3* Reasons I Decreased My Social Media Usage

I love social media. 


Okay, maybe not love; but, Twitter, Instagram, Snapchat, and even Facebook have been, for as long as I can remember, ways for me to keep in touch with people from various stages of my life. Or, so I thought. Yet this summer when I completed an internship with a mentor and began to think about the things I wanted to accomplish before graduate school ends in May, something changed. My friend Qua’Aisa often colloquially refers to pre-graduation accomplishments as a “graduate school bucket list” and it has stuck with me ever since. I began to realize that I was spending a lot more time sharing and scrolling through my life and the lives of others than I was living intentionally amongst people with whom I wanted to create memories.

I often joke that I go to bed so late and wake up so early that I nearly pass myself in the hallway.

And while that’s true and I’ve been very productive for the last few years, I realize that productivity came at the expense of sleep and taking care of myself because I was using bedtime for aimless scrolling. Since summer began, I’ve been sleeping more, eating better, and working out exponentially more consistently. So what does that have to do with social media? My uptick in self-care is directly tied to my downtrend in social media scrollage (I’m a Ph.D. student, I can make up words if I want). I used to wake up at 5 or 6am to theoretically be productive and center myself only to realize an hour had passed and all I’d accomplished was failing to sleep and mindless scrolling. But the change in social media algorithms has gone on to make this increasingly visible because when I was mindlessly scrolling things started to look familiar. And then I realized: I was seeing the same. five-ish. posts. all. the. time.

So I said no more. 

No more aimless scrolling.

No more spending time in spaces that drained me emotionally.

No more being entangled on websites that would often lead to drama (ask any graduate student about groupme drama and they’ll tell you stories for days).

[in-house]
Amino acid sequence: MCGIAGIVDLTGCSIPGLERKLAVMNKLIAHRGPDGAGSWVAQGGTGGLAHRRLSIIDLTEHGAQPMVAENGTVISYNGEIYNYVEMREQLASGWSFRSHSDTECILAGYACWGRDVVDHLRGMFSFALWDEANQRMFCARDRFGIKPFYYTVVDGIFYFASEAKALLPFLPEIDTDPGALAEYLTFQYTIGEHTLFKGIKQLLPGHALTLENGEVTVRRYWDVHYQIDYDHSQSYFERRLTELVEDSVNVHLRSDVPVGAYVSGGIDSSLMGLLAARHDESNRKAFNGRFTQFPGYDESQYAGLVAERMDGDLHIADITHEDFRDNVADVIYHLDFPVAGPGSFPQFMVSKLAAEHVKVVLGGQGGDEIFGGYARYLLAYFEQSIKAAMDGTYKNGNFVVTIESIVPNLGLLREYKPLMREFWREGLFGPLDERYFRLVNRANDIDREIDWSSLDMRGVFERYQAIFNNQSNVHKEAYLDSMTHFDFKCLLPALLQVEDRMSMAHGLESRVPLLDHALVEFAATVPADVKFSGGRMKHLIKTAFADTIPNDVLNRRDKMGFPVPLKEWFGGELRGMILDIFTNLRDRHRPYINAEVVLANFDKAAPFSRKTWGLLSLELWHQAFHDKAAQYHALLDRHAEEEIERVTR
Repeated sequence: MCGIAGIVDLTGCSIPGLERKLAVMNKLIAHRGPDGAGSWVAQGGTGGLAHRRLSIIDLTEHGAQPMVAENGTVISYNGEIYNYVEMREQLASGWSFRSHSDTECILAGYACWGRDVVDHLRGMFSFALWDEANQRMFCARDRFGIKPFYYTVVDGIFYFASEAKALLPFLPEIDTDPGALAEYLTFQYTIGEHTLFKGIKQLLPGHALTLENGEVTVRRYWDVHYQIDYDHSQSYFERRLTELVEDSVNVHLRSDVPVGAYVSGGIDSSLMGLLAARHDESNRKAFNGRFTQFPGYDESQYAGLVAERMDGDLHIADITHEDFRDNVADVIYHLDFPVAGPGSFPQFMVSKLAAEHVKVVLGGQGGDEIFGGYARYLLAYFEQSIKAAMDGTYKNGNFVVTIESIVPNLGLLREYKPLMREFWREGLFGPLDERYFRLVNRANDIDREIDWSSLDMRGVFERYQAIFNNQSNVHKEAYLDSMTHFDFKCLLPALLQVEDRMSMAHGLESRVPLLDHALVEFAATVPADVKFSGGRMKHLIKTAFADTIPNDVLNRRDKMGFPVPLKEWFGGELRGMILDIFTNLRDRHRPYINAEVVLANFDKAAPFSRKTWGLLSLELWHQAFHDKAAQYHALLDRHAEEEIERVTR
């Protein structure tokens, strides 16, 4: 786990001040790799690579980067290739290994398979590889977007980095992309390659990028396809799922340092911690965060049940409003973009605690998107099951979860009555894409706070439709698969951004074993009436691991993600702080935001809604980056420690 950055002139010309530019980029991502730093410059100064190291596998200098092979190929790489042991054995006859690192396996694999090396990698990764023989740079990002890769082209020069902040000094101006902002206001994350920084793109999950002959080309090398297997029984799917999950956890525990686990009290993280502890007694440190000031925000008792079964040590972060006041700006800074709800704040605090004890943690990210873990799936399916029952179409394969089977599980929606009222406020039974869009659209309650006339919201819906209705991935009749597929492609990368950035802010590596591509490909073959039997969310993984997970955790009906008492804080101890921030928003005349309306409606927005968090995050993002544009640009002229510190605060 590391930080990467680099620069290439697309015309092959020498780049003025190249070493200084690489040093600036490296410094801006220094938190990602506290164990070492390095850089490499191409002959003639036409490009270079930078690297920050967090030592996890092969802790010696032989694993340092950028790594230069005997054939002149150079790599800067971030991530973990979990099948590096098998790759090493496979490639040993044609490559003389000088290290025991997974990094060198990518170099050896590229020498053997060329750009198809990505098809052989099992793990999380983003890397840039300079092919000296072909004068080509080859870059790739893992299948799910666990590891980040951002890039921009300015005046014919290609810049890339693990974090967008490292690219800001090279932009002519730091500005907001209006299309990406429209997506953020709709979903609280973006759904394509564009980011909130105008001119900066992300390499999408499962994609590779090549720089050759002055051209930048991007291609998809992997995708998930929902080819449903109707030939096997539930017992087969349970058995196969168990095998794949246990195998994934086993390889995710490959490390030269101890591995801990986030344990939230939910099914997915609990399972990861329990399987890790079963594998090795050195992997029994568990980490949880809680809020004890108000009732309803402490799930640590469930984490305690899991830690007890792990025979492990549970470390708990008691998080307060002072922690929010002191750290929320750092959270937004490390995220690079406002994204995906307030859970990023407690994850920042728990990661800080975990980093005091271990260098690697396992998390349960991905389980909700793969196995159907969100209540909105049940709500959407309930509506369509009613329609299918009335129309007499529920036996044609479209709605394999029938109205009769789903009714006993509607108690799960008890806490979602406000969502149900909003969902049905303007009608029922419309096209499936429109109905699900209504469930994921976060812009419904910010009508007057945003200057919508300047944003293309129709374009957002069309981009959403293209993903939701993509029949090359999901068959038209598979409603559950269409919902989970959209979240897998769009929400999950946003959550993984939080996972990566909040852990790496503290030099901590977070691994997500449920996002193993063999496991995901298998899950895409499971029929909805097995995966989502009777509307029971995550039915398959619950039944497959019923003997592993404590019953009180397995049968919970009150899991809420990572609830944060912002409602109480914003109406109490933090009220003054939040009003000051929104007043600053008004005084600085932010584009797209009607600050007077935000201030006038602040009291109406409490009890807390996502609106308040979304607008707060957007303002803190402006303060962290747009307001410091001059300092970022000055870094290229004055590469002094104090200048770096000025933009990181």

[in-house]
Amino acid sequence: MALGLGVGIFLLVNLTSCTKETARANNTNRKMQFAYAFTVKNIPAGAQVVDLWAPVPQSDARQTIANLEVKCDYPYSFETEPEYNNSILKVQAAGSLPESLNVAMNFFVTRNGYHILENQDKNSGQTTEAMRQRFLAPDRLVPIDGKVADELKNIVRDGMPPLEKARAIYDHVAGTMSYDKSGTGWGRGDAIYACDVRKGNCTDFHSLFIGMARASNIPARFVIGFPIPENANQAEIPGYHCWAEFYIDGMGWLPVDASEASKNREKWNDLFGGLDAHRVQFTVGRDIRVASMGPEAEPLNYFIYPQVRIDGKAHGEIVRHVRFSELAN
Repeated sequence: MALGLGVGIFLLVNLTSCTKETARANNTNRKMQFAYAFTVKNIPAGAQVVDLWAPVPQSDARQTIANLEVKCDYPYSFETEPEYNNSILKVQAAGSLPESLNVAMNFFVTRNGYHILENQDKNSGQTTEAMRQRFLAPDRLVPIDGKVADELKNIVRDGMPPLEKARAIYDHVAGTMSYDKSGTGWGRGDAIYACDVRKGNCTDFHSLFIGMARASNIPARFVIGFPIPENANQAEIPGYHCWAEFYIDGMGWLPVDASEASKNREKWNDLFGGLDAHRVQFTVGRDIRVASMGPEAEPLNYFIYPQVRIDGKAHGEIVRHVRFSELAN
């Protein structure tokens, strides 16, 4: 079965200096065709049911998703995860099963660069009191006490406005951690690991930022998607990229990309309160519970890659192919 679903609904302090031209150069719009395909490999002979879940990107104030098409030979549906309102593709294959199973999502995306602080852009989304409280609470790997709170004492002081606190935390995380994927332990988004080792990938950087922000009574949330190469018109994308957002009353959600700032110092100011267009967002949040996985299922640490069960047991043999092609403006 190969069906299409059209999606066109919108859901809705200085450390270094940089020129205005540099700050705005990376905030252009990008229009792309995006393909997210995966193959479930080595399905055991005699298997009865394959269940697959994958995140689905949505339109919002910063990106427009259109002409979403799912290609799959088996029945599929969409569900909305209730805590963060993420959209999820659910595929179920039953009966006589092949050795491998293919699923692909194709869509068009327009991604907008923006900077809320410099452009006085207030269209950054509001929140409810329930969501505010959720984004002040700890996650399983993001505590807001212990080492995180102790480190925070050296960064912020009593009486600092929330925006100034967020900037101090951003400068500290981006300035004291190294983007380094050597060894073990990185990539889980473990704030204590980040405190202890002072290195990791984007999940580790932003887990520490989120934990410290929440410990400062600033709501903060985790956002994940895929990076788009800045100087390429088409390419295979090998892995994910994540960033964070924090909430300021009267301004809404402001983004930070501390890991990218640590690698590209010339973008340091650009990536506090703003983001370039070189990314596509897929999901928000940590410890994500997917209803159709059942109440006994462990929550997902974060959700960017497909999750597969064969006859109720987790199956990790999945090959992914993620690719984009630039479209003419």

So what did I do? And how did I do it? I took the liberty of deciding to–

  • Remove myself from every GroupMe I was a part of and deleting* my GroupMe account.
  • Remove Facebook from my phone (I only posted there sparingly, anyway, after the Russia scandal).
  • Deleted the twitter app (but scheduled posts that align with my research agenda and identities).
  • Deleted the Instagram app.
  • Deleted the Snapchat app.

Typing that out somehow feels harder than actually doing it or having done it.

Northern Lights Simple Typographic Travel Postcard

My plan isn’t to completely run away from or stop using social media altogether. But it is to be more intentional about how much time I spend aimlessly scrolling and the messages I’m digesting and internalizing as a result of my social media usage. It’s also to allow myself a bit more room to enjoy sifting through my dissertation data and write up–no matter how messy and to finally complete some manuscripts I’ve been working on for over two yearsOkay, so maybe this isn’t simply three reasons I decreased my social media usage in a neat little bow. But I share my story to say it’s okay to decompress. And when people go on social media sabbaticals or decide to engage these platforms at arms lengths, we need not continuously question them about what’s wrong or what happened. In my case? I realized I spent much more time LIVING and enjoying my internship when I wasn’t worried about documenting every piece of it or seeing what everyone else was doing.